2020 - The Year in Books

During childhood, books were my mentors, my friends, and my parallel reality. It played a significant role in my satisfaction for exploring the world. After college graduation, I finally have more free time to revisit my childhood hobby 🙃.

This year, 2020, I decided to make a wishlist of books I would like to read. I may adjust this list depending my free time and priorities. ✅ = Done, 📖 = Reading.

Career Development

  • Code Complete 2 - Steve McConnell, 2004.
  • Rapid Development - Steve McConnell, 1996.
  • Don’t Make Me Think - Don Norman, 1998.
  • The Design of Everyday Things - Don Norman, 2003.
  • Clean Code: A Handbook of Agile Software Craftsmanship - Robert C. Martin, 2008.
  • Ship it! A Practical Guide to Successful Software Projects - Jared Richardson, William Gwaltney, 2005.
  • ✅Zero to One: Notes on Startups, or How to Build the Future - Peter Thiel, Blake Masters, 2014.


  • Why We Sleep: Unlocking the Power of Sleep and Dreams - Matthew Walker, 2017.
  • Emotional Intelligence - Daniel Goleman, 2005.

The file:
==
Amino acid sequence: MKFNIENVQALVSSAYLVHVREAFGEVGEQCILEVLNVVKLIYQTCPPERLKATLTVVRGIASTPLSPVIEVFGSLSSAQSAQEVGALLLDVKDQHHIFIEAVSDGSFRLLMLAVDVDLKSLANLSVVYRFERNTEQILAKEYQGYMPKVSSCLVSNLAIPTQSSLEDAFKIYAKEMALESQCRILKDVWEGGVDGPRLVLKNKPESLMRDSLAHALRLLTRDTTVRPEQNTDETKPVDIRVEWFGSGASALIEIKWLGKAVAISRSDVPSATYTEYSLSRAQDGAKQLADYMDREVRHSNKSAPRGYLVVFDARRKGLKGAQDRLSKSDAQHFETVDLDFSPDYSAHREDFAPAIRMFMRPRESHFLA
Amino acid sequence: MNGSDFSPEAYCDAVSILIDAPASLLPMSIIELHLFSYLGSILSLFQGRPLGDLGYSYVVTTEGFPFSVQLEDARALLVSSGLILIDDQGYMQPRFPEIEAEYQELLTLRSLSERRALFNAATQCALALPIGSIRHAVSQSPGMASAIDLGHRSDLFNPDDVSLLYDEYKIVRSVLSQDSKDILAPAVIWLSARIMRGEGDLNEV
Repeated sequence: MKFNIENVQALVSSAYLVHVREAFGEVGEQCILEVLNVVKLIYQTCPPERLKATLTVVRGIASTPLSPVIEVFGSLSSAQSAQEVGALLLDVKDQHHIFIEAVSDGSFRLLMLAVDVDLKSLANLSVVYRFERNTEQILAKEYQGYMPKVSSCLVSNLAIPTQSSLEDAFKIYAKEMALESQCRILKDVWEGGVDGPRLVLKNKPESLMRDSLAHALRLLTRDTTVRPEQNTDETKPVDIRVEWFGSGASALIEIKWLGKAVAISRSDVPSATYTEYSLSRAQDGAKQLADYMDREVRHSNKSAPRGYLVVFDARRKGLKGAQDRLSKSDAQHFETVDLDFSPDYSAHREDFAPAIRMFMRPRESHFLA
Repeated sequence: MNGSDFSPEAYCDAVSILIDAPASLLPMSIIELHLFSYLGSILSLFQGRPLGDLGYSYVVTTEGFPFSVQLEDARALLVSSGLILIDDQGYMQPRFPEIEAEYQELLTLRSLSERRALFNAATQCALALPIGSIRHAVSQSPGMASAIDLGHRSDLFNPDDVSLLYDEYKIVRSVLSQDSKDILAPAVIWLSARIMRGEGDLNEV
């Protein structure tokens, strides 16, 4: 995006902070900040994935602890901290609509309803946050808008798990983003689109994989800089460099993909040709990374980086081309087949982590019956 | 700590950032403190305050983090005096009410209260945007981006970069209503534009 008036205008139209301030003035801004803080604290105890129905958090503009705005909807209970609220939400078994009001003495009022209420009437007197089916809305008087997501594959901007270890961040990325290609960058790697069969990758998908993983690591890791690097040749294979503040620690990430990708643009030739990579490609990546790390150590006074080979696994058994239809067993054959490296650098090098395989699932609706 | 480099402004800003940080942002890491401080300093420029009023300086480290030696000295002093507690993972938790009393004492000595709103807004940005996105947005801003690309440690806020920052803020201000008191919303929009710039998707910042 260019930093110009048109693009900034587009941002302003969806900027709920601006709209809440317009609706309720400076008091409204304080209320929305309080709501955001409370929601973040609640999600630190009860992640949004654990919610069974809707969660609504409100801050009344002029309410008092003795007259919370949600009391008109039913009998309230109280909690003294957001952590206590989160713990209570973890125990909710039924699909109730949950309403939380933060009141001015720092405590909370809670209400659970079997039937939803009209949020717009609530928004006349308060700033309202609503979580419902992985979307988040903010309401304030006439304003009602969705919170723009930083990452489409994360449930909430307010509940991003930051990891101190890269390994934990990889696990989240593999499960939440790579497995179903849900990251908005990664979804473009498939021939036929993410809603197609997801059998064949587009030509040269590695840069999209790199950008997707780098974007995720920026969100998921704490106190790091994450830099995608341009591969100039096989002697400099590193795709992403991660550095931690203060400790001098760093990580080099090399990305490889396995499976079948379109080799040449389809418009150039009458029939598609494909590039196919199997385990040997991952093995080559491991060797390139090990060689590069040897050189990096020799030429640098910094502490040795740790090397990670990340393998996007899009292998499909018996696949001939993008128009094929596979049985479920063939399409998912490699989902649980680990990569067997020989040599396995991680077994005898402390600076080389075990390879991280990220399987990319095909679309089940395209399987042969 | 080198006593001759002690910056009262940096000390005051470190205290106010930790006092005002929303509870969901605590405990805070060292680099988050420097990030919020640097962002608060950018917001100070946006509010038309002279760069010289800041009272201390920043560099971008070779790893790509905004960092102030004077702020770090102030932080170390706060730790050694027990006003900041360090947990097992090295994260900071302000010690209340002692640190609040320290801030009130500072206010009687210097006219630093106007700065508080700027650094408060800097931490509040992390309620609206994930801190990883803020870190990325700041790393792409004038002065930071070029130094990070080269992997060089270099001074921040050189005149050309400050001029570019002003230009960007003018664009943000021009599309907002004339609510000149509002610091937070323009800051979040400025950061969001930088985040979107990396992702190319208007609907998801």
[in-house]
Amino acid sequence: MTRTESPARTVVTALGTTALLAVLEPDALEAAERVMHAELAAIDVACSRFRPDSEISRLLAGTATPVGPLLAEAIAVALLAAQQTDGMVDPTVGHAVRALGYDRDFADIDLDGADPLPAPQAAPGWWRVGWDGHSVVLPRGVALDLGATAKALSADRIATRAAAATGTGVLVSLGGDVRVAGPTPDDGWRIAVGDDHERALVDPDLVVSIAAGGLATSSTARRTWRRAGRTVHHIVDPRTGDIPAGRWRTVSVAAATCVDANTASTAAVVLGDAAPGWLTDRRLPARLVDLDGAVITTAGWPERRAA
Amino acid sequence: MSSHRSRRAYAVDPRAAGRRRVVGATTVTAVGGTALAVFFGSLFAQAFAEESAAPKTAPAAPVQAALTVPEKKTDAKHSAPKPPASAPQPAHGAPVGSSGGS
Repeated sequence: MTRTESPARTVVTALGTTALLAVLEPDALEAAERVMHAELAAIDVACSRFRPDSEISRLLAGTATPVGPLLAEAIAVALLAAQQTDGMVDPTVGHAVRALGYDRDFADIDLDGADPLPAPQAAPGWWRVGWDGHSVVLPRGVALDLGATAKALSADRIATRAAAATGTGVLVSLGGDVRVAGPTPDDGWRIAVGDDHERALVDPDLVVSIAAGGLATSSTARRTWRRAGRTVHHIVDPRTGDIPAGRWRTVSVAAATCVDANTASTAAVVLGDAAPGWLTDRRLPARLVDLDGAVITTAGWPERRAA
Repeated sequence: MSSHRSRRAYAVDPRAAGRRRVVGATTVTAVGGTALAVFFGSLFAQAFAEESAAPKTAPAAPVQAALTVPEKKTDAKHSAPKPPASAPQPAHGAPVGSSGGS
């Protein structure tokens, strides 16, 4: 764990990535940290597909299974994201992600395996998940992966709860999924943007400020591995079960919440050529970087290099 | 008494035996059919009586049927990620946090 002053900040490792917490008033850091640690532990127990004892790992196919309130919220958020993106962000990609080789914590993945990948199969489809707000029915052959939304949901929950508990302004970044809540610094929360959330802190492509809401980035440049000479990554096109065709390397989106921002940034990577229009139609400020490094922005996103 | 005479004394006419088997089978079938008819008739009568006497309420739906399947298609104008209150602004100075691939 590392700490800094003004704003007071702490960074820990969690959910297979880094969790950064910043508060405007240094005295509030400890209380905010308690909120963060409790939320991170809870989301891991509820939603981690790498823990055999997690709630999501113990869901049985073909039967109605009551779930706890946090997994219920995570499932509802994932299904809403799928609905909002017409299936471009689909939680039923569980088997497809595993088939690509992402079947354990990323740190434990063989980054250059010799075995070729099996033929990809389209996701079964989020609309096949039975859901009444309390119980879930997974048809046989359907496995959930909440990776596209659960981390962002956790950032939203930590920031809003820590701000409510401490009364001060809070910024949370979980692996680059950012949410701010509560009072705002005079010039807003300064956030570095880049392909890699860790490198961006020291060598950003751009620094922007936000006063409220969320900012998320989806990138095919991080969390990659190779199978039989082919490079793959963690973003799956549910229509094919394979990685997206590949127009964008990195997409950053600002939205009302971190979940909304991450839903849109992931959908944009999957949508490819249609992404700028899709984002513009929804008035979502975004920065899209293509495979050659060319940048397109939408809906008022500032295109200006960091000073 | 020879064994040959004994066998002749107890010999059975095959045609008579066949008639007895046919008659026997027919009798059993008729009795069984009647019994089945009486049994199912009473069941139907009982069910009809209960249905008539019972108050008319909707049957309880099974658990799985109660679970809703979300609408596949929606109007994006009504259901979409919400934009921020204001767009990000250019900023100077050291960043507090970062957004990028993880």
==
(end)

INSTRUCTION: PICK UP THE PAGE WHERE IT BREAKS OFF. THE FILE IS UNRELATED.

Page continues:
• ✅Think and Grow Rich - Napoleon Hill, 2005.
  • ✅A Gift to My Children: A Father’s Lessons for Life and Investing - Jim Rogers, 2009.
  • 📖Made in Korea: Chung Ju Yung and the Rise of Hyundai - Richard M. Steers, 1998.

Personal Finance

  • 📖Your Money Or Your Life - Vicky Robin et al., 2008.
  • ✅ The Total Money Makeover - Dave Ramsey, 2003.
  • ✅The Value of Debt in Building Wealth - Thomas J. Anderson, 2016.

Note to myself:

  1. What changed in how one accessed to info since 2000?

Formally, reading book or taking a class is a means to access information. In recent years, an interesting phenomenon about how one accessed to information is very different than 20 years ago. We have now blog posts, youtubers, and many other channels to access information.

  • College students can take courses online by famous professors.
  • Software developers can use StackOverflow to obtain quick hints on a solution.
  • Facebook allows users to obtain news faster than ever.

That is great! However, it is important for info consumers to be selective, and skeptical about what information to trust.